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  3. Conservation Circle

A year in fundraising

Posted on: 19.01.11 (Last edited) 19 January 2011

Carolyn Causton offers her own perspective on fundraising for conservation.

I’ve worked in fundraising before – but for higher education. I am a nature lover and I’ve worked in conservation before, but as a volunteer on a nature reserve. So imagine what a wonderful opportunity it was for me to combine my marketing, communications and fundraising skills with my passion, conservation.

I joined Fauna & Flora International (FFI) in February 2010, taking a maternity cover post for the Major Donor Manager. By strange coincidence Liz (who has been with FFI for seven years) and I worked together in the past, but I was assured by my interviewers that it was my presentation that won me the job. Before meeting the folks at FFI I researched the organisation and was very impressed and inspired. That most certainly influenced my performance at interview and I had no trouble talking about how I could contribute.

One of the first things I did was join FFI as a member. With very little cross-over time before Liz left, I was thrown in at the deep end (what other end is there?) I quickly became involved in producing reports for donors, getting to grips with the database and in planning for a major event – our spring Conservation Circle dinner with guest speaker, Stephen Fry. A man as charming in person as you may imagine. And he spoke with real feeling about the rhino relocation project and his own interest in conservation.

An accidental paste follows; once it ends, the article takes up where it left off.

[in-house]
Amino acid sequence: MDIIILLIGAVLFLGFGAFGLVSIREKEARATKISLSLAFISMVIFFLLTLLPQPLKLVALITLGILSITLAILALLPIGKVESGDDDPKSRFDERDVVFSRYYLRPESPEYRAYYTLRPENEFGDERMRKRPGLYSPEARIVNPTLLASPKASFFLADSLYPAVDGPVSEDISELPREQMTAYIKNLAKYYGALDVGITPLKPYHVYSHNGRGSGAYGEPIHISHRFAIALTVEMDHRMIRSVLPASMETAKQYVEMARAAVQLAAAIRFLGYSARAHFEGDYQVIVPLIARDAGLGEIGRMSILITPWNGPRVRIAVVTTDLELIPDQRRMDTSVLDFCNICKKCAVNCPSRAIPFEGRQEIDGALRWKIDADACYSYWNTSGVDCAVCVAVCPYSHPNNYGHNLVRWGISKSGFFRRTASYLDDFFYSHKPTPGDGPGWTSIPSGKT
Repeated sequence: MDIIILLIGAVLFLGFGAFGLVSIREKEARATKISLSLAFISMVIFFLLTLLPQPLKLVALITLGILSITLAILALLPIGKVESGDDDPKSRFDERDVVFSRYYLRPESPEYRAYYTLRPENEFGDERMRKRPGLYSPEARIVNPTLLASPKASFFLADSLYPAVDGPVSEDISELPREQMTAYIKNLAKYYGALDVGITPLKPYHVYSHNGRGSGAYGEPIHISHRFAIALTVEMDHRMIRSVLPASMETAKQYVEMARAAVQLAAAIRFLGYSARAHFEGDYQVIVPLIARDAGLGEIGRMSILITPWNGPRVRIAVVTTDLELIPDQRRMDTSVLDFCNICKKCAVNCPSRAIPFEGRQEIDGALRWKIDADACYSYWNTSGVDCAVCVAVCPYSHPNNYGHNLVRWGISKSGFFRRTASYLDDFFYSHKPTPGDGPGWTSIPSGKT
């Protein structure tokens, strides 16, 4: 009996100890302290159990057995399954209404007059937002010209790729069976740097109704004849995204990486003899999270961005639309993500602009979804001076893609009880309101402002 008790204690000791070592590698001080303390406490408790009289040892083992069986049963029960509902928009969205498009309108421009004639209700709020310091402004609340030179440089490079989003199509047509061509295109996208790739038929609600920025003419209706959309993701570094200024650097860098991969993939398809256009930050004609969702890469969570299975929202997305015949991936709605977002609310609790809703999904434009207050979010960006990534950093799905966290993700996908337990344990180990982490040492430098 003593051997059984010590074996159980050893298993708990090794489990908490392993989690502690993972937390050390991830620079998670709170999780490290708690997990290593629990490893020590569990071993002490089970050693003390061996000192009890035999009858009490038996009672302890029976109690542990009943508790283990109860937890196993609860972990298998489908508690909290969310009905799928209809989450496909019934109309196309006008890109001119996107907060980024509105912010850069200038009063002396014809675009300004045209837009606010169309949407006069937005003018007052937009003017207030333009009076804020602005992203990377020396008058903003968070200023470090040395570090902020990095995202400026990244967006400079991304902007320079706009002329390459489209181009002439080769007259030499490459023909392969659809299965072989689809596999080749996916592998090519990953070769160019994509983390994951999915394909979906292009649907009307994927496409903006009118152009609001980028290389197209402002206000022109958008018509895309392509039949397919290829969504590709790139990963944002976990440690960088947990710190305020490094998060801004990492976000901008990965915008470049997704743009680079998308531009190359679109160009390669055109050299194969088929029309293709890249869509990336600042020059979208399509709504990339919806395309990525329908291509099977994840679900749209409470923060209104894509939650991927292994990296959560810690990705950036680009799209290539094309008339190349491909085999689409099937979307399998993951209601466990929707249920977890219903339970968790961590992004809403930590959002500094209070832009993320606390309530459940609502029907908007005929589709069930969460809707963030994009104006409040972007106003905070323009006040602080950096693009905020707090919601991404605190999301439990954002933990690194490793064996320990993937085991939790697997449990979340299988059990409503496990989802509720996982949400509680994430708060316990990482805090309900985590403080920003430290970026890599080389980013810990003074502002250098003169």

But it wasn’t all about meeting millionaires, celebrities and royalty. There was plenty of groundwork to do, and I enjoyed seeing the fruits of my labours. From researching potential individuals to approach to working with existing donors, there’s always plenty of paperwork to go with the fun stuff. What really engaged me about the job was the learning. Every report I wrote I learned more about the work of FFI. I was privileged to meet and work with the individuals who had hands-on influence in making change happen. In meeting donors, I met a cadre of individuals who, no matter what their background, all shared this common passion for conservation and the work of FFI.

From celebrities to bankers, from my next-door-neighbour (a retired Canon) to donors in far flung places, I was given a wonderful opportunity to engage with people who love and support what we do here at FFI.

In other words, fundraising isn’t just about putting out your hand and asking for money. It’s about understanding people, listening to what they want and making sure you are on the same wavelength, and if you aren’t, finding the right person who is. For me it’s about believing in what you are doing.

I have had a fabulous year at FFI where I have met some incredible people and developed my own knowledge far beyond my expectations. I have discovered new interests and learned new skills. But most importantly of all, I have discovered FFI and the amazing work that the committed people both within and external to the organisation do around the world.

Written by
Carolyn Causton

Carolyn is a professional marketer and fundraiser with a personal passion for conservation, wildlife and birdwatching. She is also a musician and writer.

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Written by

Carolyn Causton
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Fauna & Flora International (FFI) is a company limited by guarantee, incorporated in England and Wales, Registered Company Number 2677068. Registered Charity Number 1011102
Fauna & Flora International Australia (Ltd) is a company limited by guarantee, and recognised as a Charitable Institution (ABN 75 132 715 783, ACN 132715783)
Fauna & Flora International USA Inc is a non-profit organization incorporated in the State of Delaware with federal tax identification number 81-3967095. 501(c)(3) status for Fauna & Flora International USA Inc currently is pending IRS approval.
Fauna & Flora International Singapore is a public company limited by guarantee, Registration Number 201133836K. Registered charity under the Singapore Charities Act